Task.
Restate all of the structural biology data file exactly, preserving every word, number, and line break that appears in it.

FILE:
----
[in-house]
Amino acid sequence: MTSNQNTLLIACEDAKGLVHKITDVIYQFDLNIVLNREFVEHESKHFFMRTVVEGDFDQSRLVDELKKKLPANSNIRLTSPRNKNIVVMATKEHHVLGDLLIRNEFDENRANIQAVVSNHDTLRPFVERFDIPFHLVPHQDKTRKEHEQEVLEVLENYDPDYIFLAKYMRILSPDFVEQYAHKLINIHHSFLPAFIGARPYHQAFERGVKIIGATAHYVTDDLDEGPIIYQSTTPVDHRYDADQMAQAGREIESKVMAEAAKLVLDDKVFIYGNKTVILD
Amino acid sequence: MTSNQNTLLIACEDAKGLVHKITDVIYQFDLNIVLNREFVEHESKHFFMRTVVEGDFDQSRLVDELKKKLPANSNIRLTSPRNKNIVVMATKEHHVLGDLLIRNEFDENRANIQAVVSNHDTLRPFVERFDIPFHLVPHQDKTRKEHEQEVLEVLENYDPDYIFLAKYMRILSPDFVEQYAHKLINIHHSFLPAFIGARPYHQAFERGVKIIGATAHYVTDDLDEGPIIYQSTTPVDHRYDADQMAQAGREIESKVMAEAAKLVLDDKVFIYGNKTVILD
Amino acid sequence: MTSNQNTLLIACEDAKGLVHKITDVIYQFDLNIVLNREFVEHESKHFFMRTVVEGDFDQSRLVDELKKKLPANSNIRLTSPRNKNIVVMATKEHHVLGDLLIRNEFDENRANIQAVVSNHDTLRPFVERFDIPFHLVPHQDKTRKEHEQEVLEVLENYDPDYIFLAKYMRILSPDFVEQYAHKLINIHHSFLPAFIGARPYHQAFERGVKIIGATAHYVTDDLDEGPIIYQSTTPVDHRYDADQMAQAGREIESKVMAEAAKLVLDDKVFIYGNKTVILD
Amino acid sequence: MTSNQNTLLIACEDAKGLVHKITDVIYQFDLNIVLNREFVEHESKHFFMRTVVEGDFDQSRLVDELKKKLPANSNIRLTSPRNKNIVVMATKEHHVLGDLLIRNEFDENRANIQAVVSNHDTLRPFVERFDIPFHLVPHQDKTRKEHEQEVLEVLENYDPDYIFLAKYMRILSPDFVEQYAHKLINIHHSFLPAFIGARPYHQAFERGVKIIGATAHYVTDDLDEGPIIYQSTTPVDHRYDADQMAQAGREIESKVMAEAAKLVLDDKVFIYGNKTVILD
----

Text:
[in-house]
Amino acid sequence: MTSNQNTLLIACEDAKGLVHKITDVIYQFDLNIVLNREFVEHESKHFFMRTVVEGDFDQSRLVDELKKKLPANSNIRLTSPRNKNIVVMATKEHHVLGDLLIRNEFDENRANIQAVVSNHDTLRPFVERFDIPFHLVPHQDKTRKEHEQEVLEVLENYDPDYIFLAKYMRILSPDFVEQYAHKLINIHHSFLPAFIGARPYHQAFERGVKIIGATAHYVTDDLDEGPIIYQSTTPVDHRYDADQMAQAGREIESKVMAEAAKLVLDDKVFIYGNKTVILD
Amino acid sequence: MTSNQNTLLIACEDAKGLVHKITDVIYQFDLNIVLNREFVEHESKHFFMRTVVEGDFDQSRLVDELKKKLPANSNIRLTSPRNKNIVVMATKEHHVLGDLLIRNEFDENRANIQAVVSNHDTLRPFVERFDIPFHLVPHQDKTRKEHEQEVLEVLENYDPDYIFLAKYMRILSPDFVEQYAHKLINIHHSFLPAFIGARPYHQAFERGVKIIGATAHYVTDDLDEGPIIYQSTTPVDHRYDADQMAQAGREIESKVMAEAAKLVLDDKVFIYGNKTVILD
Amino acid sequence: MTSNQNTLLIACEDAKGLVHKITDVIYQFDLNIVLNREFVEHESKHFFMRTVVEGDFDQSRLVDELKKKLPANSNIRLTSPRNKNIVVMATKEHHVLGDLLIRNEFDENRANIQAVVSNHDTLRPFVERFDIPFHLVPHQDKTRKEHEQEVLEVLENYDPDYIFLAKYMRILSPDFVEQYAHKLINIHHSFLPAFIGARPYHQAFERGVKIIGATAHYVTDDLDEGPIIYQSTTPVDHRYDADQMAQAGREIESKVMAEAAKLVLDDKVFIYGNKTVILD
Amino acid sequence: MTSNQNTLLIACEDAKGLVHKITDVIYQFDLNIVLNREFVEHESKHFFMRTVVEGDFDQSRLVDELKKKLPANSNIRLTSPRNKNIVVMATKEHHVLGDLLIRNEFDENRANIQAVVSNHDTLRPFVERFDIPFHLVPHQDKTRKEHEQEVLEVLENYDPDYIFLAKYMRILSPDFVEQYAHKLINIHHSFLPAFIGARPYHQAFERGVKIIGATAHYVTDDLDEGPIIYQSTTPVDHRYDADQMAQAGREIESKVMAEAAKLVLDDKVFIYGNKTVILD